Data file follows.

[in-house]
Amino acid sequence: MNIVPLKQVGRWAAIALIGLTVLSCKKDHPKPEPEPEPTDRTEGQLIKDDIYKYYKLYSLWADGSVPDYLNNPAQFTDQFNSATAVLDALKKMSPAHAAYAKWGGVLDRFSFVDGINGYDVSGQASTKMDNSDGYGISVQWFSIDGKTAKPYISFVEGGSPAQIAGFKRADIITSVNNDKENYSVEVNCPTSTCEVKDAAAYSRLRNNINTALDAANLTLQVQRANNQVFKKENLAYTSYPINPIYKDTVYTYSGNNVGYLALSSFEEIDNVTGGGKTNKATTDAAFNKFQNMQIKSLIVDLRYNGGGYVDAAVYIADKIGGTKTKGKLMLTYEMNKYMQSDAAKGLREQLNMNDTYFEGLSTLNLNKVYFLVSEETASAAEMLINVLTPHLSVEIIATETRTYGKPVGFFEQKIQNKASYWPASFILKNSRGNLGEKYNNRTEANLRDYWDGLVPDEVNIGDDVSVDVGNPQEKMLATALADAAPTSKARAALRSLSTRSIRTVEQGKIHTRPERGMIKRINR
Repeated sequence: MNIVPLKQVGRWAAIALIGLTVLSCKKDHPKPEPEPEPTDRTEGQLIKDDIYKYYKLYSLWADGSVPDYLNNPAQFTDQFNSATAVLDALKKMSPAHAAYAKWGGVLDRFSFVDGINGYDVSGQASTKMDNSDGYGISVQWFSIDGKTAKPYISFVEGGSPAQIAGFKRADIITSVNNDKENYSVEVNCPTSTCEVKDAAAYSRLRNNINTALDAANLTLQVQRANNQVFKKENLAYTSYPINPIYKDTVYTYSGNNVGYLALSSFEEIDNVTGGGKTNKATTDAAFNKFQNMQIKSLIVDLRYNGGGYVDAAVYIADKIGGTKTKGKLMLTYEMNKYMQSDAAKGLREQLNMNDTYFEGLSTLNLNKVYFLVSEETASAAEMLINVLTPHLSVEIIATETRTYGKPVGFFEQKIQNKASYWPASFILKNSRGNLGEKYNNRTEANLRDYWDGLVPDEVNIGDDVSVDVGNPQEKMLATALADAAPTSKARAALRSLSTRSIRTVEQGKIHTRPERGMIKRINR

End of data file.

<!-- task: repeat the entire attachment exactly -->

[in-house]
Amino acid sequence: MNIVPLKQVGRWAAIALIGLTVLSCKKDHPKPEPEPEPTDRTEGQLIKDDIYKYYKLYSLWADGSVPDYLNNPAQFTDQFNSATAVLDALKKMSPAHAAYAKWGGVLDRFSFVDGINGYDVSGQASTKMDNSDGYGISVQWFSIDGKTAKPYISFVEGGSPAQIAGFKRADIITSVNNDKENYSVEVNCPTSTCEVKDAAAYSRLRNNINTALDAANLTLQVQRANNQVFKKENLAYTSYPINPIYKDTVYTYSGNNVGYLALSSFEEIDNVTGGGKTNKATTDAAFNKFQNMQIKSLIVDLRYNGGGYVDAAVYIADKIGGTKTKGKLMLTYEMNKYMQSDAAKGLREQLNMNDTYFEGLSTLNLNKVYFLVSEETASAAEMLINVLTPHLSVEIIATETRTYGKPVGFFEQKIQNKASYWPASFILKNSRGNLGEKYNNRTEANLRDYWDGLVPDEVNIGDDVSVDVGNPQEKMLATALADAAPTSKARAALRSLSTRSIRTVEQGKIHTRPERGMIKRINR
Repeated sequence: MNIVPLKQVGRWAAIALIGLTVLSCKKDHPKPEPEPEPTDRTEGQLIKDDIYKYYKLYSLWADGSVPDYLNNPAQFTDQFNSATAVLDALKKMSPAHAAYAKWGGVLDRFSFVDGINGYDVSGQASTKMDNSDGYGISVQWFSIDGKTAKPYISFVEGGSPAQIAGFKRADIITSVNNDKENYSVEVNCPTSTCEVKDAAAYSRLRNNINTALDAANLTLQVQRANNQVFKKENLAYTSYPINPIYKDTVYTYSGNNVGYLALSSFEEIDNVTGGGKTNKATTDAAFNKFQNMQIKSLIVDLRYNGGGYVDAAVYIADKIGGTKTKGKLMLTYEMNKYMQSDAAKGLREQLNMNDTYFEGLSTLNLNKVYFLVSEETASAAEMLINVLTPHLSVEIIATETRTYGKPVGFFEQKIQNKASYWPASFILKNSRGNLGEKYNNRTEANLRDYWDGLVPDEVNIGDDVSVDVGNPQEKMLATALADAAPTSKARAALRSLSTRSIRTVEQGKIHTRPERGMIKRINR